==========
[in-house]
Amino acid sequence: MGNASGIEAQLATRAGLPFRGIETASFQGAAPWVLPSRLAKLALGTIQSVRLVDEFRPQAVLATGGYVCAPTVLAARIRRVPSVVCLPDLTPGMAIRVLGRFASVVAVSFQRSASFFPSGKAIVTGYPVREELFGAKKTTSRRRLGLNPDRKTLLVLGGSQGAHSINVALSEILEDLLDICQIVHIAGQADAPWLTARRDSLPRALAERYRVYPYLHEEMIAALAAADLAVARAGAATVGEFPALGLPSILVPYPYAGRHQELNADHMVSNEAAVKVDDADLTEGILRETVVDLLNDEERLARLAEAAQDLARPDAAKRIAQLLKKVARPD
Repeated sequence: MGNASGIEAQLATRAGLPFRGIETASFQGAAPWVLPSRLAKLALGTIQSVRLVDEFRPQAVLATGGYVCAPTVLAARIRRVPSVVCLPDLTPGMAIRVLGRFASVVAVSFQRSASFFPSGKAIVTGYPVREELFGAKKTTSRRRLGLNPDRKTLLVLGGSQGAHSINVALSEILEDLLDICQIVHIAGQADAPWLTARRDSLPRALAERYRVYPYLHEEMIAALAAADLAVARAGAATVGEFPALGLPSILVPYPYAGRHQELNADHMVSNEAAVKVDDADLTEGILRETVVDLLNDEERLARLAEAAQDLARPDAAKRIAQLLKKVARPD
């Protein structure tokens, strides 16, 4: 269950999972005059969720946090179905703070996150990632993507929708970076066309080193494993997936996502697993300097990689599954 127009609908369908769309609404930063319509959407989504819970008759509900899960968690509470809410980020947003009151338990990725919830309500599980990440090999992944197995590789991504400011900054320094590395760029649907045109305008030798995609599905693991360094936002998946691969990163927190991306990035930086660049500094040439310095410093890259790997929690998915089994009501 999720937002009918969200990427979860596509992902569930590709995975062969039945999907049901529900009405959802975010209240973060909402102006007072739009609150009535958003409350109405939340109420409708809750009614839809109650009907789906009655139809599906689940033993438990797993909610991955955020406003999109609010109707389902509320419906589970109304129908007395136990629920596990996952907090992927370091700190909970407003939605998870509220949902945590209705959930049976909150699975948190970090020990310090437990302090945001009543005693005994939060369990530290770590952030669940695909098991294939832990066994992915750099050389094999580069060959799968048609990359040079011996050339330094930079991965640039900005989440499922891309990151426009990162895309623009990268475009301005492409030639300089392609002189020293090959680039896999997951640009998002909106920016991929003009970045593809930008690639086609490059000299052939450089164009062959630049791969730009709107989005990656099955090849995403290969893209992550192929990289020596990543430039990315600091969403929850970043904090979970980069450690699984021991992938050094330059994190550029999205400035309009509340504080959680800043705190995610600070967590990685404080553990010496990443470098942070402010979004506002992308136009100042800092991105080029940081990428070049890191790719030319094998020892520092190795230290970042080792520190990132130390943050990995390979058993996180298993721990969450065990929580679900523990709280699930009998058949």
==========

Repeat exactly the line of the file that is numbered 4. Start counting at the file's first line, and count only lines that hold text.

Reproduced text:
């Protein structure tokens, strides 16, 4: 269950999972005059969720946090179905703070996150990632993507929708970076066309080193494993997936996502697993300097990689599954 127009609908369908769309609404930063319509959407989504819970008759509900899960968690509470809410980020947003009151338990990725919830309500599980990440090999992944197995590789991504400011900054320094590395760029649907045109305008030798995609599905693991360094936002998946691969990163927190991306990035930086660049500094040439310095410093890259790997929690998915089994009501 999720937002009918969200990427979860596509992902569930590709995975062969039945999907049901529900009405959802975010209240973060909402102006007072739009609150009535958003409350109405939340109420409708809750009614839809109650009907789906009655139809599906689940033993438990797993909610991955955020406003999109609010109707389902509320419906589970109304129908007395136990629920596990996952907090992927370091700190909970407003939605998870509220949902945590209705959930049976909150699975948190970090020990310090437990302090945001009543005693005994939060369990530290770590952030669940695909098991294939832990066994992915750099050389094999580069060959799968048609990359040079011996050339330094930079991965640039900005989440499922891309990151426009990162895309623009990268475009301005492409030639300089392609002189020293090959680039896999997951640009998002909106920016991929003009970045593809930008690639086609490059000299052939450089164009062959630049791969730009709107989005990656099955090849995403290969893209992550192929990289020596990543430039990315600091969403929850970043904090979970980069450690699984021991992938050094330059994190550029999205400035309009509340504080959680800043705190995610600070967590990685404080553990010496990443470098942070402010979004506002992308136009100042800092991105080029940081990428070049890191790719030319094998020892520092190795230290970042080792520190990132130390943050990995390979058993996180298993721990969450065990929580679900523990709280699930009998058949």